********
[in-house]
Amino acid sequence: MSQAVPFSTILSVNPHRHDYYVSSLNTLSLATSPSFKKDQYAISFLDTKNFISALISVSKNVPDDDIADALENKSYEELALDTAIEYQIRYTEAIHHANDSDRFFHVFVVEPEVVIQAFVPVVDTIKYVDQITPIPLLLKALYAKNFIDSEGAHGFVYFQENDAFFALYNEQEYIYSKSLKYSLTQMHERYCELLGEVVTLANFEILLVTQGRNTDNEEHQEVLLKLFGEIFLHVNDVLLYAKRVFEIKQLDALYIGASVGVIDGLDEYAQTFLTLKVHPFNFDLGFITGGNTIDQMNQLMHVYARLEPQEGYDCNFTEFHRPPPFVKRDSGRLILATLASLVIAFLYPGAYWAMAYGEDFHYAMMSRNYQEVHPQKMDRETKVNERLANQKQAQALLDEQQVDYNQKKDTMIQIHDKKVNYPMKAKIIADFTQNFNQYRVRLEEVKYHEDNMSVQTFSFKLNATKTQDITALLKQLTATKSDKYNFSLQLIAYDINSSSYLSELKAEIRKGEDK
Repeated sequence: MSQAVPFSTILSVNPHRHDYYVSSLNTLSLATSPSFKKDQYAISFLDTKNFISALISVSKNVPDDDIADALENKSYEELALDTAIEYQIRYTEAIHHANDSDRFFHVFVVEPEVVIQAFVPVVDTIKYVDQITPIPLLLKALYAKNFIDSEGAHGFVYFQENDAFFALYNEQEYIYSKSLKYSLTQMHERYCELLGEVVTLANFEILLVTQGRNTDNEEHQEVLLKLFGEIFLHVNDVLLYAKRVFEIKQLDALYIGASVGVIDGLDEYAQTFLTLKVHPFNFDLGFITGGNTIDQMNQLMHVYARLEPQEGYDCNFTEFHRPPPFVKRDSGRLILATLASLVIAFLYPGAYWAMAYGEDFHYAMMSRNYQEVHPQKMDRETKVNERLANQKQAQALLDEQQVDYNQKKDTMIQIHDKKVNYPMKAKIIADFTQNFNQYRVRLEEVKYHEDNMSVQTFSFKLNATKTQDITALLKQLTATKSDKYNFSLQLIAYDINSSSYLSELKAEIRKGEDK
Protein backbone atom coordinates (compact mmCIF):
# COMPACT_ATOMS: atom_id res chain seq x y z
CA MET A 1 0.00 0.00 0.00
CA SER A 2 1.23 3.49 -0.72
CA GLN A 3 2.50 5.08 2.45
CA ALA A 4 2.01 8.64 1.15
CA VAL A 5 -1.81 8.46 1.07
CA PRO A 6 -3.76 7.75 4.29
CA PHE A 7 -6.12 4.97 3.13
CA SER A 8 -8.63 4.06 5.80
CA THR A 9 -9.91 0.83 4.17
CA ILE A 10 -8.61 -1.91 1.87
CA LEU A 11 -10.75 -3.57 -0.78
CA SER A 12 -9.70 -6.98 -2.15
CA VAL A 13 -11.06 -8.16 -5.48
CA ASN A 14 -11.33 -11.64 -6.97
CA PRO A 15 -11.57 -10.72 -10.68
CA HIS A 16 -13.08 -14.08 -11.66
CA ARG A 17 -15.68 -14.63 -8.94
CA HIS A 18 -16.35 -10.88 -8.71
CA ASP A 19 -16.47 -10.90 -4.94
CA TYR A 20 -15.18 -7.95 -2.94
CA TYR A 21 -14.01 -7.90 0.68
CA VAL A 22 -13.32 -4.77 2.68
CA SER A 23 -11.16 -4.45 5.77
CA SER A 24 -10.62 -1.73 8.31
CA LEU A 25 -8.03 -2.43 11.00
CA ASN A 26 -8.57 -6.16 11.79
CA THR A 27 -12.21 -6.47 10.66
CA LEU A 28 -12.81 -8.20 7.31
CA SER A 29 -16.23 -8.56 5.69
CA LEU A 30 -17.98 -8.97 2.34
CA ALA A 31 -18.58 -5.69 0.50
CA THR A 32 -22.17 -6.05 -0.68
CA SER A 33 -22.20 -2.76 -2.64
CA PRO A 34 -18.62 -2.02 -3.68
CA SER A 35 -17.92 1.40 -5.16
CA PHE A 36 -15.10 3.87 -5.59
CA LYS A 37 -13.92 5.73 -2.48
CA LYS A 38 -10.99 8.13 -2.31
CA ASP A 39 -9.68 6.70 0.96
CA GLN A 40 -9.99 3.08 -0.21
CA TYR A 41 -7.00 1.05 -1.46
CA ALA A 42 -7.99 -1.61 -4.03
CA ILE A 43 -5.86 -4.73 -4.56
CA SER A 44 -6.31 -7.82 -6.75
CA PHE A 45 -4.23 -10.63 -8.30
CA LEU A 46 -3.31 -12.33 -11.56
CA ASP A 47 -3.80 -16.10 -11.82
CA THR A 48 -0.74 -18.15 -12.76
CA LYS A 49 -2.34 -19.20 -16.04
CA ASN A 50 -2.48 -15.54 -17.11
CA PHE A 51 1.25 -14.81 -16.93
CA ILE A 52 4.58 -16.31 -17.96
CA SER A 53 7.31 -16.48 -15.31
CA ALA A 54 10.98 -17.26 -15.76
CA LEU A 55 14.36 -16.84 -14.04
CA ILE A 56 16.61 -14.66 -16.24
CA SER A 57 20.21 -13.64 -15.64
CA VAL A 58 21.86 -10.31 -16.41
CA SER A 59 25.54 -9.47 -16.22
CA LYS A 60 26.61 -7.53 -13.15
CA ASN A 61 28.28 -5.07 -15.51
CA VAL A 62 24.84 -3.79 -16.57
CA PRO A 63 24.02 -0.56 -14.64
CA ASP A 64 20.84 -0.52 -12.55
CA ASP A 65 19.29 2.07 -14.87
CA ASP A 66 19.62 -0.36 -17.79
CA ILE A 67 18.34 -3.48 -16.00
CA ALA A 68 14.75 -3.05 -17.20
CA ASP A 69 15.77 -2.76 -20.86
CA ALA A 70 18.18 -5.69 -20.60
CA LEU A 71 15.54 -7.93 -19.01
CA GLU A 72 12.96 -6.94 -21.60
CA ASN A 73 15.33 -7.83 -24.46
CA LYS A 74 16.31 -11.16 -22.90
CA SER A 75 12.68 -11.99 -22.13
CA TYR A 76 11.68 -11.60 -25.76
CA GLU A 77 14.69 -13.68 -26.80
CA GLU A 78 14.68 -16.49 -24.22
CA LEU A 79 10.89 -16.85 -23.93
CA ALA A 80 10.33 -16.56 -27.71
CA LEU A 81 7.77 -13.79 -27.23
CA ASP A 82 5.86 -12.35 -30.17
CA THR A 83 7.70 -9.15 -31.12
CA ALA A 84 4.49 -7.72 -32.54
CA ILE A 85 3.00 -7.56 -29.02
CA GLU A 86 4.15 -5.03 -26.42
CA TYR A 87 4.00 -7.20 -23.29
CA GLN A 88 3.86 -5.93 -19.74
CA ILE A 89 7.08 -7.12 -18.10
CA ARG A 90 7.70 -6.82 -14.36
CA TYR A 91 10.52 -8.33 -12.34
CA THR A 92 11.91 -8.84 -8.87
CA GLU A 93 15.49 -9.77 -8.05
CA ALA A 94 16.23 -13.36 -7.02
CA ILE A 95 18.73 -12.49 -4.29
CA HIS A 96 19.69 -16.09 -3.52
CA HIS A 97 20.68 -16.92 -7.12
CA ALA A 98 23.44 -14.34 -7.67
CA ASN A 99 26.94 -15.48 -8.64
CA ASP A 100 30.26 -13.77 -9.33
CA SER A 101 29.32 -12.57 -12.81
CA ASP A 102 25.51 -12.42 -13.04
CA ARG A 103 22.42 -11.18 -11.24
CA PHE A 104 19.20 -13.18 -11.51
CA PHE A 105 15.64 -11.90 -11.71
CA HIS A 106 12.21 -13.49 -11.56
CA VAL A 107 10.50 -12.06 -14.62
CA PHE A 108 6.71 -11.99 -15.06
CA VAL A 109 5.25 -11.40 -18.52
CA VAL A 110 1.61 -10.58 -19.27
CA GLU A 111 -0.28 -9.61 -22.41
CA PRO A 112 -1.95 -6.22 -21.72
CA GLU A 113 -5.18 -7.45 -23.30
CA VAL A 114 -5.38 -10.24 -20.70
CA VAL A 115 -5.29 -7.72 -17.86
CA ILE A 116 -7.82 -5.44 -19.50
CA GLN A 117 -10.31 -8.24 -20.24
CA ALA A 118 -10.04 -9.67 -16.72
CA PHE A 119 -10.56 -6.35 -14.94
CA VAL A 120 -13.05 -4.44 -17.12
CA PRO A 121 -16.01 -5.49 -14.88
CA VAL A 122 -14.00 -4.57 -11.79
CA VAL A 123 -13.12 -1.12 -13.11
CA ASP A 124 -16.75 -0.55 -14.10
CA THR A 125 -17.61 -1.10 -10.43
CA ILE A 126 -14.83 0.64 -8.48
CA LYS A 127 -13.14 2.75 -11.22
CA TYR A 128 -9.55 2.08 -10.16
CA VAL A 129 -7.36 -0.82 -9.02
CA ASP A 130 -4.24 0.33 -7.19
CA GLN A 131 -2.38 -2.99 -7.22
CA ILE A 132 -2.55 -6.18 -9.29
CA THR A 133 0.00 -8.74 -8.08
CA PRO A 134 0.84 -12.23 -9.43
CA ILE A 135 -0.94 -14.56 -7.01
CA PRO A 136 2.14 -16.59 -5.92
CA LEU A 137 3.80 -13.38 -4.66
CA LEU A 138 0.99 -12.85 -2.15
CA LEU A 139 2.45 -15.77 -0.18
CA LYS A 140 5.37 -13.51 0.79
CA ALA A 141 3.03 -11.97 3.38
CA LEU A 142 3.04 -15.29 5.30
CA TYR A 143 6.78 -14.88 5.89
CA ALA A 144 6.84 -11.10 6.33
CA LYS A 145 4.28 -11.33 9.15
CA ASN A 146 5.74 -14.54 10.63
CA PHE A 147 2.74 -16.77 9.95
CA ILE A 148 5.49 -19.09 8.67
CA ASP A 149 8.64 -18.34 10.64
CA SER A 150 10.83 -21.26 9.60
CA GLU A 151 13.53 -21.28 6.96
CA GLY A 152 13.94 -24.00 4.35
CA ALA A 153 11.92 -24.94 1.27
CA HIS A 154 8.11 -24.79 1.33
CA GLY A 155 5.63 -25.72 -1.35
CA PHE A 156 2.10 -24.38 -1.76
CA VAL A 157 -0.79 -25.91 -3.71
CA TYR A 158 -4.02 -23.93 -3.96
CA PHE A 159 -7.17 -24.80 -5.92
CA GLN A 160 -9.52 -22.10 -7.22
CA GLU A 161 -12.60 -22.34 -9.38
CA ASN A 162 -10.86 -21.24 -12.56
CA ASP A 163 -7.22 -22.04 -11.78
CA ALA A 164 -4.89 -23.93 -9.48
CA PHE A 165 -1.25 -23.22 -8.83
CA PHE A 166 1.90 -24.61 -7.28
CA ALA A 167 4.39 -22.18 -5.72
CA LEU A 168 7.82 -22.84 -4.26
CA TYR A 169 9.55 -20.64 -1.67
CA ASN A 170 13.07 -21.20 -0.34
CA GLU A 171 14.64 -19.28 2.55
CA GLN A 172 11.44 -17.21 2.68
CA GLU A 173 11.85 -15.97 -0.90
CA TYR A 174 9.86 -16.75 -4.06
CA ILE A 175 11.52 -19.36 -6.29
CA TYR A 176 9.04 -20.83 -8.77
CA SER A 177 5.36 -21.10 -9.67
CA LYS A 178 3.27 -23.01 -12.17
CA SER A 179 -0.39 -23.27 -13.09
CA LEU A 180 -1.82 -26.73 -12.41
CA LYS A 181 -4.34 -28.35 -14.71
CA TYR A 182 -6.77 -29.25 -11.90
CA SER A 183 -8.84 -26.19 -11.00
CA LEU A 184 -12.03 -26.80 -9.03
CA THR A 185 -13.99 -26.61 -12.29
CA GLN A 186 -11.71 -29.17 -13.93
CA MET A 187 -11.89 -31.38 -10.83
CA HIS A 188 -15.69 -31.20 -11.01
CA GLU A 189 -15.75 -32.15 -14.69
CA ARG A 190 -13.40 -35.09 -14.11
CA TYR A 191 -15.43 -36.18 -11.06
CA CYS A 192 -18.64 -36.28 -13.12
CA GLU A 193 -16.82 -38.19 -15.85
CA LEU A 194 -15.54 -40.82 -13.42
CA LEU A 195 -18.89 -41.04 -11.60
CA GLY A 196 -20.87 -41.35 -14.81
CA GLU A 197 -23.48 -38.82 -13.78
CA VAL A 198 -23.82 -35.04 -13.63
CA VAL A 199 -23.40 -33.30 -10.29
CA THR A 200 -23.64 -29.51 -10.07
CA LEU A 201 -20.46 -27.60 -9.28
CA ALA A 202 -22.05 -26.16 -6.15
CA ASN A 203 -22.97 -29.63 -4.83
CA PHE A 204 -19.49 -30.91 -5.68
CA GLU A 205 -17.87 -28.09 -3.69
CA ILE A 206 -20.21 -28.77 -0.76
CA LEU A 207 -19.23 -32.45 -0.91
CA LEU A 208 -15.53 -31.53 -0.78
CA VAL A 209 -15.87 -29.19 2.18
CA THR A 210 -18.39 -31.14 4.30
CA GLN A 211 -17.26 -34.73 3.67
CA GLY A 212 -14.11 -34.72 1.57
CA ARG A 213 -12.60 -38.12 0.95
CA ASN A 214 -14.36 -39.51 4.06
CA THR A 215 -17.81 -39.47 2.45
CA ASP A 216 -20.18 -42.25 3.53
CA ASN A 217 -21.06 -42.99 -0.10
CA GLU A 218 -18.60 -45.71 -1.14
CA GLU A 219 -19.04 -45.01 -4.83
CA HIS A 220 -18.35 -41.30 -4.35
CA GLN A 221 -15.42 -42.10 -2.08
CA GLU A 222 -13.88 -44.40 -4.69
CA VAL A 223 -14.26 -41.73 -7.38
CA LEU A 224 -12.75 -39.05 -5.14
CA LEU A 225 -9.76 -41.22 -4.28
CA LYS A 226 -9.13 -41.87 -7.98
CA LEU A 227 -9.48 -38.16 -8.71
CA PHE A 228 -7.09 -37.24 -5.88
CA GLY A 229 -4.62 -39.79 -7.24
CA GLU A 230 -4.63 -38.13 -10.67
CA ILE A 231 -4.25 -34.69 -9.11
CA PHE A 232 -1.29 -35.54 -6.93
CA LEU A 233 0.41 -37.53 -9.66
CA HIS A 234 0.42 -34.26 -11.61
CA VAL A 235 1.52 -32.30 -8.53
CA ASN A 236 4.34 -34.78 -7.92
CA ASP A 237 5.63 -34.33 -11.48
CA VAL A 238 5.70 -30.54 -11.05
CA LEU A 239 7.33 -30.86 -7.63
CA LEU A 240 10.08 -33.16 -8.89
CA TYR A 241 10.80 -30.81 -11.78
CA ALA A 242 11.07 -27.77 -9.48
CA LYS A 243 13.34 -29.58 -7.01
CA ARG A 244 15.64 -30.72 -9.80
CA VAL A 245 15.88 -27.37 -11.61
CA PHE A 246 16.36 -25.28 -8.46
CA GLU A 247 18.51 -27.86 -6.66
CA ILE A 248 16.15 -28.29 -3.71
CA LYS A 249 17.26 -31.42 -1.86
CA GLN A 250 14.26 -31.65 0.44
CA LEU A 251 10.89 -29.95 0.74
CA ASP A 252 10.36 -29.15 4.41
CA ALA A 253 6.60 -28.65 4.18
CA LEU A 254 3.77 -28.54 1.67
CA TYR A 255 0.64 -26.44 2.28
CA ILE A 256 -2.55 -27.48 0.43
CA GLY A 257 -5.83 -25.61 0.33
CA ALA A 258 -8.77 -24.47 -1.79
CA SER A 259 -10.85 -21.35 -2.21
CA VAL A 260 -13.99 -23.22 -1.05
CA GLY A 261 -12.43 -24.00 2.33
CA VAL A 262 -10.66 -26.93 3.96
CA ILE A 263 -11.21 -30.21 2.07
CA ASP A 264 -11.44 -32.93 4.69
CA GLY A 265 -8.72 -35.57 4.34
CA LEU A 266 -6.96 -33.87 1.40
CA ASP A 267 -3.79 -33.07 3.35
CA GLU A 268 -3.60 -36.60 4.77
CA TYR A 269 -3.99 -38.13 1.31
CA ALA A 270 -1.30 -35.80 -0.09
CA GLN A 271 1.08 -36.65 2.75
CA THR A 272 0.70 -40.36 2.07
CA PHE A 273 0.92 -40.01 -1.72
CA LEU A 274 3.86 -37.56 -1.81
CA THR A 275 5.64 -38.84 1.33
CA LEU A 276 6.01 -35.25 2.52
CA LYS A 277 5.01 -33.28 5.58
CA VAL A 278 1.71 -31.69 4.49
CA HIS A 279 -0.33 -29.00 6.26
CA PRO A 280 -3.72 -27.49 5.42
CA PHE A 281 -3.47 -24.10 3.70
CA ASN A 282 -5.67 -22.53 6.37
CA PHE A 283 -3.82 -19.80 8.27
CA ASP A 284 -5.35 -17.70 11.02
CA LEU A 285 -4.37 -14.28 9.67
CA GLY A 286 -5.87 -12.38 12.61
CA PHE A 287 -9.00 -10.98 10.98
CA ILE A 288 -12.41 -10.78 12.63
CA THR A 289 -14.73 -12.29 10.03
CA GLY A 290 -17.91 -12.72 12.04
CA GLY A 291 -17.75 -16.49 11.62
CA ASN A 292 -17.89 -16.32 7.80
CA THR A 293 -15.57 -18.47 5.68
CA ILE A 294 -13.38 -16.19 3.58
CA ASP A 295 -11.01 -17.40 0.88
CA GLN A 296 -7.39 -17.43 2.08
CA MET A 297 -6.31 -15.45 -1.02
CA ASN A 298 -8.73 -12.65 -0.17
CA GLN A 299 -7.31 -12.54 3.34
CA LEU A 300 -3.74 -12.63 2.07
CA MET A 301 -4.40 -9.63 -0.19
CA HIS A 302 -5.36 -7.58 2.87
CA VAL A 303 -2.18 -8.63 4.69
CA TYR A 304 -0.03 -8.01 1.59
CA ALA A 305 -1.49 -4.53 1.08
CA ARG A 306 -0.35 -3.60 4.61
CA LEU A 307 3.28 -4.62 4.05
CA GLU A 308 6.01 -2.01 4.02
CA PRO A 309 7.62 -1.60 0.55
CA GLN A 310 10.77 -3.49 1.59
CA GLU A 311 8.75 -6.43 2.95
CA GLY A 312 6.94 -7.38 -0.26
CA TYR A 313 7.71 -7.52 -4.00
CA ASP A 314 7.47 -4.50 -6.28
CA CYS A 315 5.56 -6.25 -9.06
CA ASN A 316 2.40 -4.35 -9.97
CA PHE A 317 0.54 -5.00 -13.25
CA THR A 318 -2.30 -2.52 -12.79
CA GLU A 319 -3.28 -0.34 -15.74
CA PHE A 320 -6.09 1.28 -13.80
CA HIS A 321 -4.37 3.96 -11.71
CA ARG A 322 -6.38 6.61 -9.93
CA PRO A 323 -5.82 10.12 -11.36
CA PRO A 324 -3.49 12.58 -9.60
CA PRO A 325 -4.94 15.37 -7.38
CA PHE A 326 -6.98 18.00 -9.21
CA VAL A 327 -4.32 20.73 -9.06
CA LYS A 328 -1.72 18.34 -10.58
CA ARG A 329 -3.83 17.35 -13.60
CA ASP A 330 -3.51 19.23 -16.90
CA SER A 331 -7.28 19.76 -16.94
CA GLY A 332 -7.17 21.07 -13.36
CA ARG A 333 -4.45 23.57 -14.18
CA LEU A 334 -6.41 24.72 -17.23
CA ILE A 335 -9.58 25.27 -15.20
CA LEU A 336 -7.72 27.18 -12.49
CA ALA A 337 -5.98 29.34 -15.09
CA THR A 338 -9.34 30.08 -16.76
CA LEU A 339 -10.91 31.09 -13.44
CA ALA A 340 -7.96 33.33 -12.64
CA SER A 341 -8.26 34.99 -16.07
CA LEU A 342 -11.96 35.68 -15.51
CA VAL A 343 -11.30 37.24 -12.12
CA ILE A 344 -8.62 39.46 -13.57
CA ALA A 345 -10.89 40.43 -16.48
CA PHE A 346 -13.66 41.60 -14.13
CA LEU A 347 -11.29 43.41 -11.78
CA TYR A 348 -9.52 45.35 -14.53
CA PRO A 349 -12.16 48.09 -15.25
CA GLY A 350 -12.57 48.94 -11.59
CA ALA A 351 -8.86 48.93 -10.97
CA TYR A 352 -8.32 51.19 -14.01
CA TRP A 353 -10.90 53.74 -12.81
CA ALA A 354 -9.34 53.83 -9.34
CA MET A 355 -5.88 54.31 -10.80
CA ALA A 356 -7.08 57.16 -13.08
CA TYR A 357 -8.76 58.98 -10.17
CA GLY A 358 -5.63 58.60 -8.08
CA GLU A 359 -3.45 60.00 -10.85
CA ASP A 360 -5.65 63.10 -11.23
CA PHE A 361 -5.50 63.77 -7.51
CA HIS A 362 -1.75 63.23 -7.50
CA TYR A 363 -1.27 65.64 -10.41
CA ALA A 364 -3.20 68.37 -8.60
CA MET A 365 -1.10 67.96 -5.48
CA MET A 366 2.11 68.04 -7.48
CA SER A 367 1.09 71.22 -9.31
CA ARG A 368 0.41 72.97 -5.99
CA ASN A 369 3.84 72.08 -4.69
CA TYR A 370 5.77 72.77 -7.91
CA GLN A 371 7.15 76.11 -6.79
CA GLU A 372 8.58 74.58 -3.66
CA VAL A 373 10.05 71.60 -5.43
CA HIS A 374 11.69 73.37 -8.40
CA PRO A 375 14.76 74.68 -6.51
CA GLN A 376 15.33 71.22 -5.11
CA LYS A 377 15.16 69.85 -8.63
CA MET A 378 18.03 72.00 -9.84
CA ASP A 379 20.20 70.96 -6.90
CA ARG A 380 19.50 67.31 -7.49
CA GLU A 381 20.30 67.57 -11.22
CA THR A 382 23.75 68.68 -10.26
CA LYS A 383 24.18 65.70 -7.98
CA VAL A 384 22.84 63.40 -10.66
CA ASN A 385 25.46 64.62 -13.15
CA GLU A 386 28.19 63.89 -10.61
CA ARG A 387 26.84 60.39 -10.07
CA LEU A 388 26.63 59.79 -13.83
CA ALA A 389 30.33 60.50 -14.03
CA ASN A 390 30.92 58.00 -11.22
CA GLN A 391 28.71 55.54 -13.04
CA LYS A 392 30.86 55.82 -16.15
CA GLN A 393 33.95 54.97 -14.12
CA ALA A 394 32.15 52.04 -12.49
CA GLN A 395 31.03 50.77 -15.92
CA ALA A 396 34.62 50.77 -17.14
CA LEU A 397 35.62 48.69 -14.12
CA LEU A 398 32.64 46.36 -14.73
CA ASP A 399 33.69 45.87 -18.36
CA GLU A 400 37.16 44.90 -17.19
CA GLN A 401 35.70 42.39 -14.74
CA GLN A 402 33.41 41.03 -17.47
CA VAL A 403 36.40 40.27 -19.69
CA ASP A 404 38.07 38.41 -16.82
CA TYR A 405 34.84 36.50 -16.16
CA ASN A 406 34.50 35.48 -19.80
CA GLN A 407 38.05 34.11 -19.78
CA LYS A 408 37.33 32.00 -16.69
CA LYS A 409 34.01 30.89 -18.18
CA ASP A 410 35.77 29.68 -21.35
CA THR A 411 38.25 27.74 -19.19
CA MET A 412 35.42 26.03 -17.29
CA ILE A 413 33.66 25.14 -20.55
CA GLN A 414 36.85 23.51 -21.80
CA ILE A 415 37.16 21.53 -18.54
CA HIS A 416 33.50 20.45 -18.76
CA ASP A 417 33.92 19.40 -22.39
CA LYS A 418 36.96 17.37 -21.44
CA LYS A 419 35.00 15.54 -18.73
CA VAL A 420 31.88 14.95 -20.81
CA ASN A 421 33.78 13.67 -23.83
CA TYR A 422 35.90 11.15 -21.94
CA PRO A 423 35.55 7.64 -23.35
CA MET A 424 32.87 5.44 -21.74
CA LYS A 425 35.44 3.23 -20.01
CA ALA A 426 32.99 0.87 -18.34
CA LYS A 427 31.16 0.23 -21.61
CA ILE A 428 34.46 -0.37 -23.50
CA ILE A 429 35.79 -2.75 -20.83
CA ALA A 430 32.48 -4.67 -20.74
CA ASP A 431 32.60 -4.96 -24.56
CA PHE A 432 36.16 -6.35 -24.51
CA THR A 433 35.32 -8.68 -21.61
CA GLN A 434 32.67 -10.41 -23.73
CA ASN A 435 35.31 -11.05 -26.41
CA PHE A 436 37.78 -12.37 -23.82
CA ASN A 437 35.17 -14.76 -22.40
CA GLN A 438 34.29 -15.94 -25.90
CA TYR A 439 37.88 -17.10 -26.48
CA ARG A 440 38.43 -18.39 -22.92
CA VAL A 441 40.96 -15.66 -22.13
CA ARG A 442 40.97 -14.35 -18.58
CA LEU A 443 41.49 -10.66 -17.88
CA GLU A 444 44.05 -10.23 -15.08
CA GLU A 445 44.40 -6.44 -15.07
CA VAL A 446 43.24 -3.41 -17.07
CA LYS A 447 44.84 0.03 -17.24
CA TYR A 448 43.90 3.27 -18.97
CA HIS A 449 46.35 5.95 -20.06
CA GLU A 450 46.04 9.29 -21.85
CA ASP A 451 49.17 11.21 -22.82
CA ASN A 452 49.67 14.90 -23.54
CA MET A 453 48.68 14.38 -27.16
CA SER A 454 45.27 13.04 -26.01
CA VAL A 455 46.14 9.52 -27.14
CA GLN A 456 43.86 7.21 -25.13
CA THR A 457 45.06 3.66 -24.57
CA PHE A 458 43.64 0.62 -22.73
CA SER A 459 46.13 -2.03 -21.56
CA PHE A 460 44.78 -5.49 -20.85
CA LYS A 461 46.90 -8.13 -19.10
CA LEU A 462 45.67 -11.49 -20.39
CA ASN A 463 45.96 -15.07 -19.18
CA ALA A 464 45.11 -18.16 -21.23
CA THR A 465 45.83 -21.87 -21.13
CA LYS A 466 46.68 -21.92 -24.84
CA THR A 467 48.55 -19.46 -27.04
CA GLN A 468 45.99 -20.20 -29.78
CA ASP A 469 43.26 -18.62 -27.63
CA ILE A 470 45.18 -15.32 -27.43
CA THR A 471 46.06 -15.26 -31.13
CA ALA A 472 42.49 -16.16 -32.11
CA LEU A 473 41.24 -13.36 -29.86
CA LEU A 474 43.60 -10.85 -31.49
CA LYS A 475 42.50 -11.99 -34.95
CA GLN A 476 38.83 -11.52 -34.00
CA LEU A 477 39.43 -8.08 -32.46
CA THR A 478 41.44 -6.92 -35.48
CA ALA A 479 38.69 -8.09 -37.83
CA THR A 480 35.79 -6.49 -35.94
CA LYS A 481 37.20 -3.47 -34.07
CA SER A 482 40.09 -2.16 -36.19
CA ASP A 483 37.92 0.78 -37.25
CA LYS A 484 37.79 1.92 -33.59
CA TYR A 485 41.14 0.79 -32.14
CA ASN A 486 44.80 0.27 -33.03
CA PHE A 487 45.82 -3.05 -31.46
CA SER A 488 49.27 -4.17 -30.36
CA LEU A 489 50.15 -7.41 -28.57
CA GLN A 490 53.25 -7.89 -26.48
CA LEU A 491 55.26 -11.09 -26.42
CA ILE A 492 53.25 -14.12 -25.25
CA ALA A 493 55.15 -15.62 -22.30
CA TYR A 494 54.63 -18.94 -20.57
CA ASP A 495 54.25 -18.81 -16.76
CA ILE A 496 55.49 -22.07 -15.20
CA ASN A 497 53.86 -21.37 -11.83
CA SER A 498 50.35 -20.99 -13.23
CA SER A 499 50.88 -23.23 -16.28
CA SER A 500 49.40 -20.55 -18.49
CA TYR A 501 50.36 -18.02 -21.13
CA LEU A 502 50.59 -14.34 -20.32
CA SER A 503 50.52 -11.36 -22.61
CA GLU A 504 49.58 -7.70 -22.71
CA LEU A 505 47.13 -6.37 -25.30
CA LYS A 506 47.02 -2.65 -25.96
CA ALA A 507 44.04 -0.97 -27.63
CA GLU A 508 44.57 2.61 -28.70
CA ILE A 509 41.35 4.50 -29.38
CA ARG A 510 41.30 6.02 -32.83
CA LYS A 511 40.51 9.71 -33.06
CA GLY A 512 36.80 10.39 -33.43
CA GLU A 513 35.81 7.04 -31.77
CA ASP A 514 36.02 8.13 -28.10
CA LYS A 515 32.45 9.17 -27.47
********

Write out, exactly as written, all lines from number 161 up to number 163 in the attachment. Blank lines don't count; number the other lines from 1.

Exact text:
CA PHE A 156 2.10 -24.38 -1.76
CA VAL A 157 -0.79 -25.91 -3.71
CA TYR A 158 -4.02 -23.93 -3.96